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DLC: Swings and Roundabouts

In this current generation of consoles there’s obviously a large focus on downloadable content. From small add-ons like character skins and new weapons, to much larger downloads like maps and even whole new expansion packs. It’s a great way for developers to build on an already successful title and extend the longevity of a game; perhaps throwing in some new ideas or a completely new story driven experience. But then there’s also a dark side to downloadable content as we see a lot of developers (or publishers) capitalizing on it just to make a quick buck.

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“There’s also a dark side to downloadable content”But I’ll start this little piece with the good side of things. I, for one, love DLC when it’s worth my time and money. Rock Band 2 is an excellent game with a surplus of stand-out songs included on the disc. Developers Harmonix don’t want to sit back and rest on their laurels though; they’re committed to building on that set list, continually releasing more and more songs each week. There’s now an overabundance of tracks available, and I don’t mind paying for them because it’s always a small price for what you’re getting. I know I’ll play those songs a countless amount of times so it never feels like I’ve been cheated, or wasted my money.

And that‘s still just a small part of what DLC is all about. There’s a whole host of larger packs out there, including Bethesda’s work on expanding the Fallout 3 folklore. I, and many other people, was disappointed with Operation: Anchorage. It was more of a shooter than anything else, taking out half of what makes Fallout 3 such an exceptional game. But I still maintain hope for the two more pieces of DLC we’re expecting over the next few months. We’ve seen what Bethesda did with the massive Shivering Isles expansion for Oblivion, so hopefully we’ll see something similar delivered with Fallout 3; because, boy, does it deserve it.

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I’m also really looking forward to Grand Theft Auto IV: The Lost and Damned. I think this is the perfect example of what DLC should be – something for other developers to aspire to. It was obvious Rockstar had this idea in their heads from the beginning, and it really shows. Not only are we getting a completely new tale with brand new missions, but also new vehicles, weapons and even animations just to differentiate the two playable characters from the GTAIV universe. I’m sure there are plenty more surprises in store for us, and I can’t wait. If Rockstar decided to work on content like this rather than develop a new game, I wouldn’t complain. Liberty City is such a beautifully crafted city, that it’d be a mistake to ignore it now and move onto something else.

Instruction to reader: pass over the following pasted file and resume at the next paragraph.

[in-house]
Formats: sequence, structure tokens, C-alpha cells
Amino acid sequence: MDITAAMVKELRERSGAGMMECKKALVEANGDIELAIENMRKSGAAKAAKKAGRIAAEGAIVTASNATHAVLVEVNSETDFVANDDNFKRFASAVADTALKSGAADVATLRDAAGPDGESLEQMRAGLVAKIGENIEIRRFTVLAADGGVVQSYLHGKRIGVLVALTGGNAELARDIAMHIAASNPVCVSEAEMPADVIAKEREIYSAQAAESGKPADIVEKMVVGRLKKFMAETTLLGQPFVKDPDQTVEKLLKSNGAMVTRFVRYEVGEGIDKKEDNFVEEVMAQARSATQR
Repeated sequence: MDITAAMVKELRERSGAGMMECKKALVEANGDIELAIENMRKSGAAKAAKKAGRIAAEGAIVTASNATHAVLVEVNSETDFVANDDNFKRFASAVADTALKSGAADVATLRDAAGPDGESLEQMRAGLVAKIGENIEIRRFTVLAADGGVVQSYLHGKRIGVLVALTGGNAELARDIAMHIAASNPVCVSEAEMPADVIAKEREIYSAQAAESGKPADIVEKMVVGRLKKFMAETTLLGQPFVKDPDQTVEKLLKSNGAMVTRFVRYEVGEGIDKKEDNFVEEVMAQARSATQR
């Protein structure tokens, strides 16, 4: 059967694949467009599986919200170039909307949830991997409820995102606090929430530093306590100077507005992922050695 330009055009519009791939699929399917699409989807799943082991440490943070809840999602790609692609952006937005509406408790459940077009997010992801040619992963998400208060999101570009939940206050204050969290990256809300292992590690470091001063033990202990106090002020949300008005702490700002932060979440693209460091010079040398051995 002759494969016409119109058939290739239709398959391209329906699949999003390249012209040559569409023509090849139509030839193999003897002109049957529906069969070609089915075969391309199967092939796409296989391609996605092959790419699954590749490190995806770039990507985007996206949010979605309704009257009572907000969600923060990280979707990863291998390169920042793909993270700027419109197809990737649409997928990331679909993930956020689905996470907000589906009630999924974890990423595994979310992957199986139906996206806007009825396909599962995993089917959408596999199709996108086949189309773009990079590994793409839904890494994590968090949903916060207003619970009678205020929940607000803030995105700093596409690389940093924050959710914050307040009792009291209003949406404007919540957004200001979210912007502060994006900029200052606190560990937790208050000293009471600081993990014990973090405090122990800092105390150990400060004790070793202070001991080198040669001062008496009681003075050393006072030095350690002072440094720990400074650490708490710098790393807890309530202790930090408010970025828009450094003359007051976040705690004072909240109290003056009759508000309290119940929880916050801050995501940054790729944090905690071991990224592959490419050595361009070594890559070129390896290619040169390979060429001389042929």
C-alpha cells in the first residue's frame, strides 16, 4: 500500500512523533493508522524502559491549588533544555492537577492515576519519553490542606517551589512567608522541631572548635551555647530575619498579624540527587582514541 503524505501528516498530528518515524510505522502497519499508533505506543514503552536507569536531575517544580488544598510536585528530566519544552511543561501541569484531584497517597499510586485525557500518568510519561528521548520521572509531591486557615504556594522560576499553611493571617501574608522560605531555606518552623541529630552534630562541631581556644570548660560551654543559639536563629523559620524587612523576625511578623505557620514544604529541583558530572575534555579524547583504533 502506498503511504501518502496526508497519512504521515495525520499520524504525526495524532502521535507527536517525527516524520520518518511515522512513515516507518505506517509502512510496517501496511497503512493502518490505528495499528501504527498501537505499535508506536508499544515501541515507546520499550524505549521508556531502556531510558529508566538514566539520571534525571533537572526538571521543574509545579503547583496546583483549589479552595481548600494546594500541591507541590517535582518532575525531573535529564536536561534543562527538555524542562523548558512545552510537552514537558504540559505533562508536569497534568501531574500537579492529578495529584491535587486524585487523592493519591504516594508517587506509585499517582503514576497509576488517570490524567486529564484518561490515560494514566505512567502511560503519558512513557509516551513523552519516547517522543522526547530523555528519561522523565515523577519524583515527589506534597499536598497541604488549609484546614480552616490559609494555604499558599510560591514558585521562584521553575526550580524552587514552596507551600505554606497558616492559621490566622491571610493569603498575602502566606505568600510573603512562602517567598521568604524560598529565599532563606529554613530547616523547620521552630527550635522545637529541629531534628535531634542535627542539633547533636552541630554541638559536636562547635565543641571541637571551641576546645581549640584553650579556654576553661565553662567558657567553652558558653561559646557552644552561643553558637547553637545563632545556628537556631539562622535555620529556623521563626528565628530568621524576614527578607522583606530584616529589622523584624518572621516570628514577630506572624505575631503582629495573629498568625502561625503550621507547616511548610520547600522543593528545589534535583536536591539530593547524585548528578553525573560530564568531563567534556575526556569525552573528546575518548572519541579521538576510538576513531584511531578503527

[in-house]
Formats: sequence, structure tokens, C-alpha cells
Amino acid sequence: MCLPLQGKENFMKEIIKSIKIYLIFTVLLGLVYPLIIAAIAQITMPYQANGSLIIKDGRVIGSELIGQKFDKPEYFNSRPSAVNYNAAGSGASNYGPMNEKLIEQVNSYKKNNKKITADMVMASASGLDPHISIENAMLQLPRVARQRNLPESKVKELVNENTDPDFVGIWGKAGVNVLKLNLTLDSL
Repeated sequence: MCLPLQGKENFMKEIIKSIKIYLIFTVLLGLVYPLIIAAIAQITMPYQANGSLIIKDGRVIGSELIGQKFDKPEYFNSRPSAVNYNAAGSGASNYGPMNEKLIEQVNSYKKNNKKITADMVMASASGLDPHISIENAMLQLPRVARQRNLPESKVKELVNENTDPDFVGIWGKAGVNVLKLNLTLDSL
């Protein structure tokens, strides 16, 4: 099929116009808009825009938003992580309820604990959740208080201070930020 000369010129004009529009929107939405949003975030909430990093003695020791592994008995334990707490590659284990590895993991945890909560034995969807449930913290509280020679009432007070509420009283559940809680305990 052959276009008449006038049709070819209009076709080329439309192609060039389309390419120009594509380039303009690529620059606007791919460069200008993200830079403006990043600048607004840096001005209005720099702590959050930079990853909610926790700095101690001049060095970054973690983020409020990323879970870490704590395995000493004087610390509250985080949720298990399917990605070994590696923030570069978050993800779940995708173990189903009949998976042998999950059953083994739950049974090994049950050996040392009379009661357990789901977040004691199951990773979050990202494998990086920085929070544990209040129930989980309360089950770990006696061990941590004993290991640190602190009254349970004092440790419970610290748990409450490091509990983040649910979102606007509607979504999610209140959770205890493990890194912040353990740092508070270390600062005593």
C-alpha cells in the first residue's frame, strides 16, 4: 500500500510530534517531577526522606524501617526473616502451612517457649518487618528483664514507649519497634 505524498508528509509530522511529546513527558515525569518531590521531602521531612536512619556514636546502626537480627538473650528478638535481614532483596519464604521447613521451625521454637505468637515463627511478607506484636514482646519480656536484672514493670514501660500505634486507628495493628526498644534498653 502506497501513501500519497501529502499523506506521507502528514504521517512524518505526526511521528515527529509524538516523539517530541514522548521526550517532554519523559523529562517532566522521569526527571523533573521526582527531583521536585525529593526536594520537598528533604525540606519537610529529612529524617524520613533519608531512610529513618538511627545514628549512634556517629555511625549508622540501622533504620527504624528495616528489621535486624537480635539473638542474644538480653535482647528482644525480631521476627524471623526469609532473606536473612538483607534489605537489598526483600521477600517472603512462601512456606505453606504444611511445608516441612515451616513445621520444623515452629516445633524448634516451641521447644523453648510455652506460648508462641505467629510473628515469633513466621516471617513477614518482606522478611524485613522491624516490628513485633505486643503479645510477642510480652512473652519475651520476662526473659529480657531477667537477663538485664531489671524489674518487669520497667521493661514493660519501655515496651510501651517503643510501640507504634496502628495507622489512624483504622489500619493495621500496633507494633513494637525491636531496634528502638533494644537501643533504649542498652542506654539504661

So that’s all good and well, but it’s when we have to pay for small features that I get annoyed – features that could have easily been in the game from the start. Look at the recently released Skate 2 as an example. In the first game you could go into the editor and add all sorts of different film effects to improve your film and make it unique. Now, in Skate 2, you’re going to have to pay for this feature. Seriously? You have to pay to use effects? Something that was included in the first game from the beginning?

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“It’s when we have to pay for small features that I get annoyed”All that’s going to do is split the community. A lot of the films aren’t going to be as good as before simply because people aren’t willing to pay for something that should be included on the disc in the first place. We’ve already shelled out however much it is for the game, so why add another sum onto that? I can understand the developers need to make money off of DLC, especially with the pre-owned business thriving as it is. I just think some developers should take a different approach. Rather than try and make a quick buck from miniscule features, how about putting some time and effort in to make something worthwhile. If it’s good enough it will sell well and get the game some extra exposure down the line. Surely that can only be a good thing?

And I know EA get a lot of flack, and I’m going after them a bit here, but I’m really enjoying what they’re doing at the moment with their new IPs and the like; I just don’t like the way they are handling their DLC. Dead Space is in a similar position to Skate 2; we’re having to pay for small add-ons like weapon and armour skins. Who’s really going to buy something like that? They can’t be making that much money off of it, so why not just stick it on the disc? If this was a PlayStation 2 or Xbox game all of these little bonuses that we’re having to pay for were always included on the disc from the start. You’d just unlock them with cheat codes, or by beating the game or challenges and so on. It was never a frivolous bonus, just something you’d expect and take for granted.

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I know this argument may seem a little redundant since I’m not being forced to buy them; it’s just disappointing that people have to pay extra money to get something that would have been featured on the disc ten years ago. It’s a sign of the times and definitely gives you an idea of the state of DLC. Some developers want to use it to gain a quick buck whilst others actually want to improve upon the original experience, treating the fans with some new content that extends the longevity of a title. I suppose with everything good you get some bad thrown in as well.

The author of this fine article

is a Senior Staff Writer at Thunderbolt, having joined in June 2008. Get in touch on Twitter @richardwakeling.

Gentle persuasion

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